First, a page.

Lumbar degenerative disc disease is when the spinal discs on the lumbar vertebrae break down through cracks and tears or through the loss of fluid in the discs, according to WebMD. Patients can also experience degenerative disc disease, or DDD, along the other areas of their spine.
The degenerative disease is technically not a disease, but rather a normal part of aging. However, the condition can lead to back pain, neck pain, osteoarthritis, herniated discs or spinal stenosis. Most patients are treated at home with medication, exercise and physical therapy. Some patients will also try holistic therapies, such as acupressure, acupuncture and nutritional supplements. However, if symptoms persist for more than 6 months, surgery may be needed, reports Spine-Health.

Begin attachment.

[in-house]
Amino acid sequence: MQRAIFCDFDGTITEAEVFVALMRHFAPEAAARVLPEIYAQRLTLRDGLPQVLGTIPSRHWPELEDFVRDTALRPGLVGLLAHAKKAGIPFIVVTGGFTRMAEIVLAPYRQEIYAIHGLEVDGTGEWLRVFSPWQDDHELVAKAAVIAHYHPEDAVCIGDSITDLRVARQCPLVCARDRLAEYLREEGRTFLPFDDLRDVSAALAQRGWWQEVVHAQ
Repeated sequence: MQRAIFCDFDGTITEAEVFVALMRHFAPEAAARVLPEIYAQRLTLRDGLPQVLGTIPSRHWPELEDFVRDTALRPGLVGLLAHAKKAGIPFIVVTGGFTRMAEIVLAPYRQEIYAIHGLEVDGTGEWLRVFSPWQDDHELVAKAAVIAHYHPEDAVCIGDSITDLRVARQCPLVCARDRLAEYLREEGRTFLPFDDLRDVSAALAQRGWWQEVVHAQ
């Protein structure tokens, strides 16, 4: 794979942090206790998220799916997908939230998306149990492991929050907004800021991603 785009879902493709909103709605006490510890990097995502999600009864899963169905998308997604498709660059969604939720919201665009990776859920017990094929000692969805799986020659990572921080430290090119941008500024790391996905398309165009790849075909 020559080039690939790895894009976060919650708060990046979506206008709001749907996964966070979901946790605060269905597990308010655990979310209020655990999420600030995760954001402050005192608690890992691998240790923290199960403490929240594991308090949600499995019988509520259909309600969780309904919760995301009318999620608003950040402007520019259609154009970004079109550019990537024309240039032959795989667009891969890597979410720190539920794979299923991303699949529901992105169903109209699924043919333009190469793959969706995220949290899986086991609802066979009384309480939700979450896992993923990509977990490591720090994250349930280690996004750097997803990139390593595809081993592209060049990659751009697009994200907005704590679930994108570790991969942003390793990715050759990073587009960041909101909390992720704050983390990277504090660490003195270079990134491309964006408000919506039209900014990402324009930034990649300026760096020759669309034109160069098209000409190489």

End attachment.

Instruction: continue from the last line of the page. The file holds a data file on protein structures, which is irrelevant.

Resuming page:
Doctors diagnose the condition by first performing a physical examination and obtaining a full medical history, states Mayfield Clinic. Next, tests are administered, such as MRI scans, discograms, X-rays, myelograms and CT scans. A neurosurgeon, orthopedist or neurologist may also need to be consulted. For patients who need surgical treatment, usually an intradiscal electrothermal therapy procedure or a spinal fusion procedure is recommended. These are only recommended for patients who are in severe pain who cannot find relief.